“In Pit of Vipers, the second book in
the Sons of Kings trilogy, the lives of Alfred of Wessex and Eadwulf of Mercia
continue to unfold against the ever increasing threat of Danish raids. Now back
in his homeland, Eadwulf sets out on his determined quest for revenge, whilst
Alfred’s leadership skills develop at the courts of his successive brothers.
Before long, those skills will be put to the test . . . The Danish invasion of
the Anglo-Saxon kingdoms in 865 is merciless and relentless. Every year more
Norse ships come to join their comrades in a quest to plunder for wealth and
gain domination over the people. The Wessex king is now Aethelred, Alfred’s
last surviving brother, and Alfred becomes his trusted second-in-command.
Whilst the Danes take kingdom after kingdom, the brothers wait with bated
breath for them to set their sights on Wessex. By 869 their worst fear is
In the meantime,
Eadwulf pursues the objects of his revenge.”
As with most trilogies, it is best to start at the beginning, although I
admit I have not (yet) read Book One but plunged straight in at this second
part of the saga.
We have the young Alfred, the brother of the King, hordes of rampaging
Vikings and Eadwulf, who was a slave to the Danish Vikings but is now a free
man. Alfred is a young man, desperate to learn how to lead and rule, Eadwulf,
living in Mercia with his wife and family, is determined to seek revenge for
wrongs done to him in the past, and the Vikings do what Vikings do best where
looting, fighting and pillaging is concerned.
I liked the way that Ms Thom has blended real characters from the past with
her made-up ones – the blend is seamless so the reader, unless familiar with
this period, does not know who is real or who is invented, which is excellent
for a historical novel. The author also knows her subject for she has written a
fascinating narrative that encapsulates the way of life in this turbulent
period of the ninth century, a period dominated by the conflict of Christian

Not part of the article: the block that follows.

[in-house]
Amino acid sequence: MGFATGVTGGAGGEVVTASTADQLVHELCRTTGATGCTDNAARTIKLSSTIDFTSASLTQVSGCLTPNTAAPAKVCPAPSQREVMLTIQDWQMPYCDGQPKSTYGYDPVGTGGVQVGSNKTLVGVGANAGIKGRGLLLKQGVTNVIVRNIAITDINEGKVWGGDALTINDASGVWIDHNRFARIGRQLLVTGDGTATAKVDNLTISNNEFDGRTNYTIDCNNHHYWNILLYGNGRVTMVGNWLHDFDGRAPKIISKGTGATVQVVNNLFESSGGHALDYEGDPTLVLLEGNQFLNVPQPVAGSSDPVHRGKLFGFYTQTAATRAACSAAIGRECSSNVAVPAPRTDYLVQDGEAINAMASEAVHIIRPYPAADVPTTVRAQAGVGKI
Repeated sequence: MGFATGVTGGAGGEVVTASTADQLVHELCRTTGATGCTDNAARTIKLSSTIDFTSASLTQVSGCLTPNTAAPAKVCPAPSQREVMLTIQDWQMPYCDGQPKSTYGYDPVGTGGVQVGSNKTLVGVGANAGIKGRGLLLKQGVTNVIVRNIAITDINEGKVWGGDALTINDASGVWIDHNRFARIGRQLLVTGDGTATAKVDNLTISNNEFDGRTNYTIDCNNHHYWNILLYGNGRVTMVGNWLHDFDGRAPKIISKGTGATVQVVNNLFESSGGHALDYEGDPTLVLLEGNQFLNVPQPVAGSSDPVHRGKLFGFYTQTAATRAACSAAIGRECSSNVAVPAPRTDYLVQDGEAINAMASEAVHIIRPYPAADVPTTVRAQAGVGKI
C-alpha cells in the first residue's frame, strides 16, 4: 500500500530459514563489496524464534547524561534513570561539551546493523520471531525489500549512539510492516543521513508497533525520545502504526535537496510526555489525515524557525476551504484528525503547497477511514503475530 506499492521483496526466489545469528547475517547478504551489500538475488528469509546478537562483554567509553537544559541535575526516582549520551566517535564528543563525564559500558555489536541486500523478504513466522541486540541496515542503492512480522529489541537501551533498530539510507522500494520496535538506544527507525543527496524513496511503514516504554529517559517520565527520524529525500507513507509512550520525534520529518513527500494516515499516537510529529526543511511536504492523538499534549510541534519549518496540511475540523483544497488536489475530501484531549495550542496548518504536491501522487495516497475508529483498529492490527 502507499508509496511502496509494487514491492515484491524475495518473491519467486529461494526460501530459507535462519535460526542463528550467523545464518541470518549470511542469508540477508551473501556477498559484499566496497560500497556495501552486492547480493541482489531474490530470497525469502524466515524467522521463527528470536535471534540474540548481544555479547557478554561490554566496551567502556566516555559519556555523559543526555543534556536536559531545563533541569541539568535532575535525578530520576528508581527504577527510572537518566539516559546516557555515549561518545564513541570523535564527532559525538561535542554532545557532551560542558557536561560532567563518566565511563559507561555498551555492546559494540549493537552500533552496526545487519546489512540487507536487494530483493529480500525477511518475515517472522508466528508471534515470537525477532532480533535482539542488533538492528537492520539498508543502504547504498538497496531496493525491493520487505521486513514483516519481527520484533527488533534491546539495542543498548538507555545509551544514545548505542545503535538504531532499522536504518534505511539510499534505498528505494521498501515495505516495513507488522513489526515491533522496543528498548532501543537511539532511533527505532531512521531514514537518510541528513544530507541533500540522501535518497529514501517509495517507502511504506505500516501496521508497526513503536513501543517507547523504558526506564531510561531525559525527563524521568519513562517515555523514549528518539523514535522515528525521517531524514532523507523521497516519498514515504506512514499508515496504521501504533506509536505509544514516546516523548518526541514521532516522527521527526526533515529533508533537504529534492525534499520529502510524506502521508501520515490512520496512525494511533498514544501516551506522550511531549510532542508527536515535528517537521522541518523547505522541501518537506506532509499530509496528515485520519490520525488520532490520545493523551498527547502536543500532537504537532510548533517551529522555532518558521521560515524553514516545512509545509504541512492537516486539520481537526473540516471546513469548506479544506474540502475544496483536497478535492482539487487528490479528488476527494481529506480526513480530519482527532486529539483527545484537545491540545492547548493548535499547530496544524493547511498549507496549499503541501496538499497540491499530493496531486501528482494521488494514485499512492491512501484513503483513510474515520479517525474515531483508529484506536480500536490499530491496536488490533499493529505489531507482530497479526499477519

against heathen, of hardship, battles, triumphs and tragedy.
But this is where the ‘but’ comes in: I did feel there was a little too much history, especially during the
first part of the book which did read a tad slow, but to be fair this might be
because I did not know the characters or background story, perhaps had I been
more familiar with book one I would have been immersed right from the
beginning. That said, for readers who enjoy delving into the facts that create
the background to fiction, exploring the narrative of writers like Ms Thom is
probably one of the best ways of discovering history.
No spoilers but book three will be looked-forward to by Ms Thom’s readers
who have become engrossed with these intriguing characters who are striving to
survive the upheaval of the Viking invasion of England. Meanwhile, I'm going back to Book One...
Pachinko is a multigenerational saga about a family of Koreans in
the early 20th century who have to move to Japan because Korea is occupied, the
economy is tanking, and the best way to make a living is to emigrate to the
land of their occupiers.
Initially, Sunja, the beloved daughter of two older parents (older in that
they were early 20s when she was born in the early 20th century), gets pregnant
out of wedlock. Her lover, she discovers after it’s too late, already has a
wife in Japan. Sunja, who has her pride, has zero intention of being his
mistress and sends him on his way. One of the boarders at her parents’
boardinghouse, a preacher with tuberculosis and who is traveling to his new
church, offers to marry her and raise her child as his own. She accepts and
goes with him to make a new life in Japan. Together, they raise their sons in Japan and
the story follows four generations of their family, navigating through wars,
cultural upheaval, and constantly being viewed as outsiders. Throughout, they are
haunted by shadows of their past that they cannot outrun, for better or worse.
It’s been a really interesting read, though I am discovering that I’m
apparently not generally a fan of multigenerational narratives. Not in a single
book, anyway. This started out strong and then got rushed near the end, as
though there are too many stories, too many characters, and too much to say to
give attention to any one of them. I think doing multigenerational sagas over
several books is a better way to go.
That said, this was an excellent read, especially the first half, and I
learned a ton about Korean culture that I had no idea about before. I didn’t
know so many Koreans had moved to Japan, nor that Japan had occupied Korea. My
education failed me! The way some of the people felt like they had to “pass” as
Japanese just to be allowed to live in peace and make a life for themselves was
Overall, I had my quibbles with it, but I thoroughly enjoyed Pachinko and would recommend it as an
excellent and eye-opening read.